ICD-9 Diagnosis Code 834.12

Disl interphaln hand-opn

Diagnosis Code 834.12

ICD-9: 834.12
Short Description: Disl interphaln hand-opn
Long Description: Open dislocation interphalangeal (joint), hand
This is the 2014 version of the ICD-9-CM diagnosis code 834.12

Code Classification
  • Injury and poisoning
    • Dislocation (830-839)
      • 834 Dislocation of finger

Information for Medical Professionals

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Index of Diseases and Injuries
References found for the code 834.12 in the Index of Diseases and Injuries:

    • Dislocation (articulation) (closed) (displacement) (simple) (subluxation) 839.8
      • finger(s) (phalanx) (thumb) (closed) 834.00
        • interphalangeal (joint) 834.02
          • open 834.12
      • interphalangeal (joint)
        • finger or hand (closed) 834.02
          • open 834.12

Information for Patients


Dislocations are joint injuries that force the ends of your bones out of position. The cause is often a fall or a blow, sometimes from playing a contact sport. You can dislocate your ankles, knees, shoulders, hips, elbows and jaw. You can also dislocate your finger and toe joints. Dislocated joints often are swollen, very painful and visibly out of place. You may not be able to move it.

A dislocated joint is an emergency. If you have one, seek medical attention. Treatment depends on which joint you dislocate and the severity of the injury. It might include manipulations to reposition your bones, medicine, a splint or sling, and rehabilitation. When properly repositioned, a joint will usually function and move normally again in a few weeks. Once you dislocate a shoulder or kneecap, you are more likely to dislocate it again. Wearing protective gear during sports may help prevent dislocations.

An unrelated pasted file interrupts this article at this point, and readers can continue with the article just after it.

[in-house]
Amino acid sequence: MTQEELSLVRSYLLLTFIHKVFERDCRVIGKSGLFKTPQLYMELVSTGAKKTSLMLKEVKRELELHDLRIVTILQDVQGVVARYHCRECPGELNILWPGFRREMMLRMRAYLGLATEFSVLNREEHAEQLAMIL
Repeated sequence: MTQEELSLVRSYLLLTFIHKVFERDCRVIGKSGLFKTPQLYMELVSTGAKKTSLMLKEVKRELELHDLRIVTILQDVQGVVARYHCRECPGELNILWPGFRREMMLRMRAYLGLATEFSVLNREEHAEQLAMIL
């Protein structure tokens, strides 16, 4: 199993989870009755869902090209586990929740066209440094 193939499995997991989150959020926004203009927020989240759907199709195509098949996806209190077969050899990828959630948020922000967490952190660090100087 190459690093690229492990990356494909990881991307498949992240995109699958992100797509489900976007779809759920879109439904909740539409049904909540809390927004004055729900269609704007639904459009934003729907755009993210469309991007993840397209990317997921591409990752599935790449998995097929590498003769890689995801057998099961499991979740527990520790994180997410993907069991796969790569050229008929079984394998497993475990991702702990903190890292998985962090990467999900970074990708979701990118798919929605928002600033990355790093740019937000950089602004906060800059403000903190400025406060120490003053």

• Dislocated shoulder - aftercare
  • Dislocation
  • Kneecap dislocation
  • Kneecap dislocation - aftercare
  • Nursemaid's elbow

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Finger Injuries and Disorders

You use your fingers and thumbs to do everything from grasping objects to playing musical instruments to typing. When there is something wrong with them, it can make life difficult. Common problems include

  • Injuries that result in fractures, ruptured ligaments and dislocations
  • Osteoarthritis - wear-and-tear arthritis. It can also cause deformity.
  • Tendinitis - irritation of the tendons
  • Dupuytren's contracture - a hereditary thickening of the tough tissue that lies just below the skin of your palm. It causes the fingers to stiffen and bend.
  • Trigger finger - an irritation of the sheath that surrounds the flexor tendons. It can cause the tendon to catch and release like a trigger.

  • Claw hand
  • Clubbing of the fingers or toes
  • Finger pain
  • Mallet finger - aftercare
  • Polydactyly
  • Skiers thumb - aftercare
  • Smashed fingers
  • Trigger finger
  • Webbing of the fingers or toes

[Read More]
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